Alternatively, Illinois asks the Court to “require plaintiff to specify the
subject matter of the deposition and limit the scope of said deposition to
those matters and to a reasonable time.” Motion, ¶ 3. Illinois quotes
Williams v. Sandel, 2010 WL 11538240 (E.D. KY. February 12, 2010) for
the proposition, that “depositions of attorneys in general and of prosecutors
in particular are often closely scrutinized to avoid the obvious potential for
abuse and to prevent unnecessary impingement upon prosecutorial
authority and discretion.” Williams, 2010 WL 1153820, at *4.
In this case, the Court sees no risk of abuse or impingement on
prosecutorial discretion. The risk of abuse or impingement comes most
often when a party seeks to make an attorney representing a party in a
case a witness in the same case. See Ill. Sup. Ct. RPC 3.7 (advocate in a
case cannot be a witness in the same case); Palacio, 607 N.E.2d at 138485 (Silent Witness doctrine). The criminal case against Curtis Lovelace is
over here so those concerns do not exist. Furthermore, Parkinson and
Robinson can refuse to answer questions or produce documents that are
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protected by applicable privileges or other applicable rule or law. See Fed.
R. Civ. P. 30(c)(2). The depositions are also already limited in time. Fed.
R. Civ. P. 30(d).
Parkinson and Robinson are likely to have discoverable information.
Parkinson and Robinson discussed their interactions with Gibson on the
record in second criminal trial and entered into a stipulation about those
interactions in that case. See Motion, at 2; Response, at 8. Parkinson and
Robinson clearly have discoverable information about the Gibson’s
conduct. These prosecuting attorneys in Williams had little or no
discoverable information. The plaintiff in Williams also brought § 1983
claims of malicious prosecution against law enforcement officers. The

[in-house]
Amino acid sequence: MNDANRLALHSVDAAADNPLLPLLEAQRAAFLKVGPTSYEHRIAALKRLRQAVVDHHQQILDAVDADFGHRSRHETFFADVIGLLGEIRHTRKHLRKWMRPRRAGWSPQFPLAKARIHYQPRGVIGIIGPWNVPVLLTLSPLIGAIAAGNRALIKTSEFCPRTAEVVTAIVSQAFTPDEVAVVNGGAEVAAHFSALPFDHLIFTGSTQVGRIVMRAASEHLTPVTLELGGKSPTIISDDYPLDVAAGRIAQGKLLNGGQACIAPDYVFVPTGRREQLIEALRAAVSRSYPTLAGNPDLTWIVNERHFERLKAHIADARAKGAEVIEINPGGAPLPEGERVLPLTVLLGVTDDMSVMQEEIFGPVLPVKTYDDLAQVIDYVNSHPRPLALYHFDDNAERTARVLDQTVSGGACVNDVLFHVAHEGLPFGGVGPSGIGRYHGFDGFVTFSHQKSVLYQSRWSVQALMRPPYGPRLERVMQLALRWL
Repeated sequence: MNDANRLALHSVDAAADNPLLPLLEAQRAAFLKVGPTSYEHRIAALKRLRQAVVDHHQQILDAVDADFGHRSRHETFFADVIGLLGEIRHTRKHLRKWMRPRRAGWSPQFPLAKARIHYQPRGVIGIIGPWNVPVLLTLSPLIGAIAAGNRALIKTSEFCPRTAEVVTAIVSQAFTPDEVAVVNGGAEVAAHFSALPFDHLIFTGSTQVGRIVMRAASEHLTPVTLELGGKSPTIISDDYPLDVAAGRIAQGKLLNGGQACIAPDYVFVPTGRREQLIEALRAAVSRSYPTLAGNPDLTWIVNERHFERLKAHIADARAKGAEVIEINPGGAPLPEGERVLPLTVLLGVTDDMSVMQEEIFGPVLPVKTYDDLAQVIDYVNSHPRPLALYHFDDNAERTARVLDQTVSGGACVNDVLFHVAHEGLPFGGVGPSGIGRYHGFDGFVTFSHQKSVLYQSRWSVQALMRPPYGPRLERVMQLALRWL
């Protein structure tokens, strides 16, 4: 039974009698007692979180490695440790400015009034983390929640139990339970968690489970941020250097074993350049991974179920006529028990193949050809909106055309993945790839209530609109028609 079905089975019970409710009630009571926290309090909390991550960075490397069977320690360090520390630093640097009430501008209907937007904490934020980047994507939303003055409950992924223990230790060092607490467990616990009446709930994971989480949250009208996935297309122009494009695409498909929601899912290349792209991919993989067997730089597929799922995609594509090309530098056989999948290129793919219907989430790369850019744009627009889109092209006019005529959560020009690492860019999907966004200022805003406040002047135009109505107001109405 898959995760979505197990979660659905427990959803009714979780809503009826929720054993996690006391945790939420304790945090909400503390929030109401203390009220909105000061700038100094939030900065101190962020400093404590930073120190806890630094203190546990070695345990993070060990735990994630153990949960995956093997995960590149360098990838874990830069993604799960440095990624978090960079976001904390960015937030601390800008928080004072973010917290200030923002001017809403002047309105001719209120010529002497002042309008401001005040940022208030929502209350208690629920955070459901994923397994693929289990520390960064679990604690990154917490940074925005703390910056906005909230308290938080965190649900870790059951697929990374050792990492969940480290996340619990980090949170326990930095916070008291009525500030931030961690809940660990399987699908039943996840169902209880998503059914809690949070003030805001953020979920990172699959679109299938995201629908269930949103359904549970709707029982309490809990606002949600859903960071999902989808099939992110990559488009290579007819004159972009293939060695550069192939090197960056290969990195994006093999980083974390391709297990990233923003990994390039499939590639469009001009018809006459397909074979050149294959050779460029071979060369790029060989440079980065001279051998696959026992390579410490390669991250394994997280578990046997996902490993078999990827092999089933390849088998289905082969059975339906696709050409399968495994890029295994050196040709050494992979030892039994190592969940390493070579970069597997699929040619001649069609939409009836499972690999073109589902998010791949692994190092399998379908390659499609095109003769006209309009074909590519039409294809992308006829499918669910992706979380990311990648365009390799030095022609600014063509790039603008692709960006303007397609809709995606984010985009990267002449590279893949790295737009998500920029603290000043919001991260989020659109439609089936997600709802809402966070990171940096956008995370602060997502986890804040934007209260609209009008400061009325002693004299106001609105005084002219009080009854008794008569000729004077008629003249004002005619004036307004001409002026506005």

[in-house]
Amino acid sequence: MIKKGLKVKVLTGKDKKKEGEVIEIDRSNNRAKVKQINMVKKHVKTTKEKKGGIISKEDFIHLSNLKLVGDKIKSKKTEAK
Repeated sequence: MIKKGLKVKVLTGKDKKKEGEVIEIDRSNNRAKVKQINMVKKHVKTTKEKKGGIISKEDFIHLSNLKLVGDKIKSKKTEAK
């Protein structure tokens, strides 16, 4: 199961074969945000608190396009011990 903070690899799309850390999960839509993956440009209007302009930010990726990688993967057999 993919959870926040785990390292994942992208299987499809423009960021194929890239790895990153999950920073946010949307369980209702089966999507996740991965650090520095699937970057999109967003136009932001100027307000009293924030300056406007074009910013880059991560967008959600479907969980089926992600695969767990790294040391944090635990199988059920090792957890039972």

Williams plaintiff served subpoenas on four members of the
Commonwealth Attorney’s office. Three of the proposed deponents had no
connection with the underlying prosecution of the Williams plaintiff and the
fourth had only limited relevant information. Williams, 2010 WL 11538240,
at *3. Here Parkinson and Robinson have discoverable information. The
Williams court quashed the subpoenas on the three individuals with no
involvement in the criminal case and limited the scope and length of the
deposition of the fourth to the matters on which he had knowledge. Here,
Parkinson and Robinson have personal knowledge of relevant significant
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relevant information. The Court, in its discretion, finds that the restrictions
imposed in Williams are not appropriate here.
Illinois argues that the depositions are unnecessary because the
Parkinson and Robinson fully discussed their interactions with Gibson on
the record in the second criminal trial and stipulated to those matters. The
Court disagrees. Parkinson and Robinson’s statements as counsel of
record in a criminal trial were not under oath. Their statements may now
be used for impeachment, but may not be admissible as substantive
evidence if, for example, Parkinson or Robinson are not available when this
matter goes to trial. See Fed. R. Evid. 613, 803(8)(A)(ii), 804(b)(1). The
stipulation in the second criminal trial would not be admissible in this case
because many if not most of the parties in this case were not parties in the
second criminal trial and did not join the stipulation.
In addition, Plaintiffs may wish to ask seek information that is relevant
in this case that was not relevant in the second criminal trial. The elements
of the claims in this case differ from the issues in the second criminal trial.
Plaintiffs may wish to ask questions specifically relevant to the elements in
this case. Moreover, the Plaintiffs are entitled to inquire whether Parkinson
and Robinson have other relevant information. Parkinson and Robinson’s
statements on the record in the second criminal trial and the stipulation in
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the second criminal trial are not a sufficient substitute for the proposed
THEREFORE, the People of the State of Illinois Motion to Quash
Plaintiff’s Subpoena(s) (d/e 42) is DENIED.
ENTER: December 5, 2017
s/ Tom Schanzle-Haskins
UNITED STATES MAGISTRATE JUDGE